Autumn Statement: Key points
We expected a “rabbit out of the hat” in the Autumn Statement, but the result was a dog that didn’t bark.
There will be no cuts in working or child tax credits for 2016/17 and contractors working through personal service companies in general won’t see tax-relief on travel disappear, as was feared. Only contractors already caught by IR35 and temporary workers will have their travel costs disallowed.
The big tax news for individual taxpayers is an additional 3% Stamp Duty Land Tax (SDLT) charge from 1 April 2016, and the proposed quarterly reporting for the self-employed and landlords from 2020.
To side step the legislated tax lock for national insurance the Government has invented yet another new tax: the apprenticeship levy. This will be set at 0.5% of the employer’s payroll costs from 6 April 2017, to be collected via RTI. In effect it will amount to an increase in employers’ NIC.
But fear not; small employers won’t actually pay the levy. Every employer will get a £15,000 levy allowance, which will operate like the current employment allowance. Thus only employers with wage bills of over £3 million will pay the levy.
Another revenue raising wheeze recently discovered by George Osborne is the acceleration of tax payment dates. This works because the Government’s accounting is done on a cash basis with no pre-payments or accruals, so revenue brought forward is “extra money” for a particular tax year.
The following tax payment dates are to be brought forward:
- From a date to be fixed in 2017/18: SDLT will be payable within 14 days of completion of property purchase – not 30 days as is currently the case.
- From April 2019: CGT due on the disposal of residential property will be payable within 30 days of the completion date of the disposal – rather than by 31 January following the end of the tax year in which the disposal was made.
- From April 2017: Instalments of corporation tax will be payable in the 3rd, 6th , 9th and 12 months after the start of the accounting period instead of in the 7th, 10th, 13th and 16th months. This was announced in the Summer Budget.
The ultimate stealth tax is of course a tax penalty. A whole bunch of new penalties were announced in the Autumn Statement, which I’ve summarised below under anti-avoidance. Other key Autumn Statement announcements are summarised under the date they are expected to apply from. Additional information on all these points will be available when the draft legislation is published on 9 December 2015.
From April 2016
- No changes to the rates or thresholds for working or child tax credits, except the income rise disregard will reduce from £5,000 to £2,500.
- Diesel supplement for company cars (3%) extended to 2020/21.
- Small Business Rate Relief is extended for a year.
- Supplementary 3% SDLT on residential properties – not relevant to Scotland.
- State retirement pension will be set at:
- £119.30 p/w for existing pensioners;
- £155.65 p/w for the new single tier pension for those who reach state pension age on and after 6 April 2016.
- Tax-free childcare savings scheme will only be available where parents earn below £100,000, previously the earnings cap was to be set at £150,000. Each parent will have to work for a minimum of 16 hours/week to qualify.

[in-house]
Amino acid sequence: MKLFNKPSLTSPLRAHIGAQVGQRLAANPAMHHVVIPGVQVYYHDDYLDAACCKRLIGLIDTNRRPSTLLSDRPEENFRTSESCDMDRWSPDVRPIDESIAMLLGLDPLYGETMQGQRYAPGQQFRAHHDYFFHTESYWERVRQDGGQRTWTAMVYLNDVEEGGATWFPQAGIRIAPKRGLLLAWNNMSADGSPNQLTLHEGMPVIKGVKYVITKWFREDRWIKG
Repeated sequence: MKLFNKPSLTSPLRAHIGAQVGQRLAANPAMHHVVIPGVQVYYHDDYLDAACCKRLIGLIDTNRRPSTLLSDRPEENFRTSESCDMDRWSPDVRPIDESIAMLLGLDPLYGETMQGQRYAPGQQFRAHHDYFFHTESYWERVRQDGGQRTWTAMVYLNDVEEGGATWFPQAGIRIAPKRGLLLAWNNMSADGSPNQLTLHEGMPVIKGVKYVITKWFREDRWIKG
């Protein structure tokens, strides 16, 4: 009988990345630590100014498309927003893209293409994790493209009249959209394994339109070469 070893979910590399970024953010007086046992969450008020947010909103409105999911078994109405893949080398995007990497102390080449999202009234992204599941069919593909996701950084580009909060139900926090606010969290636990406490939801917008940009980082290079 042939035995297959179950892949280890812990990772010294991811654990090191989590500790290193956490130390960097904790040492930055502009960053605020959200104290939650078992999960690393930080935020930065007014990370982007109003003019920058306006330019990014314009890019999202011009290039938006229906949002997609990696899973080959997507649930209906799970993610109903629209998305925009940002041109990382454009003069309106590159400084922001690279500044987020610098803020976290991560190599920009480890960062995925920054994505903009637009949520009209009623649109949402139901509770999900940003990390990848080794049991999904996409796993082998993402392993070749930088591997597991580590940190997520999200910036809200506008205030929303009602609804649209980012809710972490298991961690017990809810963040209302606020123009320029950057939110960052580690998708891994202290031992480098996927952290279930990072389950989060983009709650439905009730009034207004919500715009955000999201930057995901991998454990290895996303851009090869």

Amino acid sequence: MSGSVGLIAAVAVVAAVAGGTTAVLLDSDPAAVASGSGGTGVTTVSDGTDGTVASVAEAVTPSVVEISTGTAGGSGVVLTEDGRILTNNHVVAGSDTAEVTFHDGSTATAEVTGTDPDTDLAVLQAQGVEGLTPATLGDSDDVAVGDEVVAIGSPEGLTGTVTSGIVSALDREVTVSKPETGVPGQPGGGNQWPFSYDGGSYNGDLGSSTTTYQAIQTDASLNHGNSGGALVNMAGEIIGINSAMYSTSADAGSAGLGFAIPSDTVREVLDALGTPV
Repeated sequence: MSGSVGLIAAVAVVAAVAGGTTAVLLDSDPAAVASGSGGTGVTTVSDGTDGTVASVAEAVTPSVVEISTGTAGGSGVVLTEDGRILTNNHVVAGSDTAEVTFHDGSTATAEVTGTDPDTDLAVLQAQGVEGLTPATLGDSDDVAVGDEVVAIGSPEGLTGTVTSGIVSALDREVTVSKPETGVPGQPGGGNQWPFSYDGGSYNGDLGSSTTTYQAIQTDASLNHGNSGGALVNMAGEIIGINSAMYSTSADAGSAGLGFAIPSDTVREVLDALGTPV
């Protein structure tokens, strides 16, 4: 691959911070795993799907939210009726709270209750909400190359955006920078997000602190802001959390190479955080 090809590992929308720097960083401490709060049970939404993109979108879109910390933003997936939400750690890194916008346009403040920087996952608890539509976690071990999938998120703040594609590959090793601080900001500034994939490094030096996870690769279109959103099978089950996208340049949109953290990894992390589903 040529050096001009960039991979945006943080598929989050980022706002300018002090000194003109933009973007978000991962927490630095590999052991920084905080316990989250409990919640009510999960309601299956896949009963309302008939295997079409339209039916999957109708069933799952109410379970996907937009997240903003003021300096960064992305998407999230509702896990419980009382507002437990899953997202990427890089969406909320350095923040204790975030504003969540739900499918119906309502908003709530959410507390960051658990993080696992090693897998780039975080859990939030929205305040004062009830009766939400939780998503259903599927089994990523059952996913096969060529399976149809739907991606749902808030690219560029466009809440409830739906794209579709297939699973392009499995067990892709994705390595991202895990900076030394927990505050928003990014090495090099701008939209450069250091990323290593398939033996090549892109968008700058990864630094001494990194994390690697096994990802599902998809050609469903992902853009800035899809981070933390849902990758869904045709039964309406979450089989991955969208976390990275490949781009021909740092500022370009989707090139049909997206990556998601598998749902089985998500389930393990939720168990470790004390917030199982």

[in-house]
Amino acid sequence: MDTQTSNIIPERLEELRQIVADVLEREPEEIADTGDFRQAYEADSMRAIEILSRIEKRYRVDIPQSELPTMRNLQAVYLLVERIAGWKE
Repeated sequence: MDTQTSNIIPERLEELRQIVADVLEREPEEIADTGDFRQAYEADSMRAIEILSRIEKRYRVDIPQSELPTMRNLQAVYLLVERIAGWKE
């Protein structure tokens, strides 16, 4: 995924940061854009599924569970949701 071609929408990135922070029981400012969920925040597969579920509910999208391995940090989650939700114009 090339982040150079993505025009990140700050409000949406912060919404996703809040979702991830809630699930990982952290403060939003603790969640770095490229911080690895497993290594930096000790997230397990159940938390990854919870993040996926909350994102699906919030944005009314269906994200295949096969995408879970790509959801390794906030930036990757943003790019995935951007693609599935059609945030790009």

- SDLT payable within 14 days of completion of property purchase.
- Apprenticeship levy imposed.
These measures come into effect for loans provided, assets acquired or transactions performed on and after 25 November 2015:
Where intangible assets are held through partnerships and LLPs which contain a company as a member (mixed partnership) there is a clash of tax rules for individuals and corporates, which allowed excess tax relief to be obtained. The law is to be changed to ensure the intangible asset is taxed under the intangible asset rules that apply for companies, when that asset is held by a mixed partnership. The Government will also review the intangible assets regime for all companies.
It is possible to manipulate the disposal values of plant and machinery to achieve excess balancing allowances or reduced or no balancing charges under the capital allowances rules. From 25 November on the disposal value will be adjusted for tax purposes to reflect the payment (in whatever form) actually received for the asset. This applies for corporate tax and income tax.
Where a company or individual takes on obligations under a lease, it may receive consideration from the party which previously held the lease. Such consideration has in some circumstances escaped tax. From now on where consideration is received (in any form), for taking on a lease that consideration will be taxable, even if the consideration is received by a connected person.
When the employee takes a non-repayable loan from his employer, or from a trust set up by the employer, in place of normal pay, the arrangements are referred to as disguised remuneration. The Government legislated against such schemes in 2011 and has recently won a high profile tax case against the formerRangers FC.
It has now given notice that any further attempts at disguised remuneration schemes will be closed down with effect from 25 November 2015 by the use of retrospective legislation.
As part of its war against tax evasion the Government plans to introduce new criminal offences and penalties in the following areas:
- civil penalties for offshore tax evaders and for those who help offshore tax evaders;
- criminal offence of tax evasion involving offshore income and gains;
- criminal offence for companies who fail to prevent their employees or agents from facilitating tax evasion by individuals or entities;
- a requirement to correct past offshore non-compliance with tax rules and a civil penalty for failure to make the correction.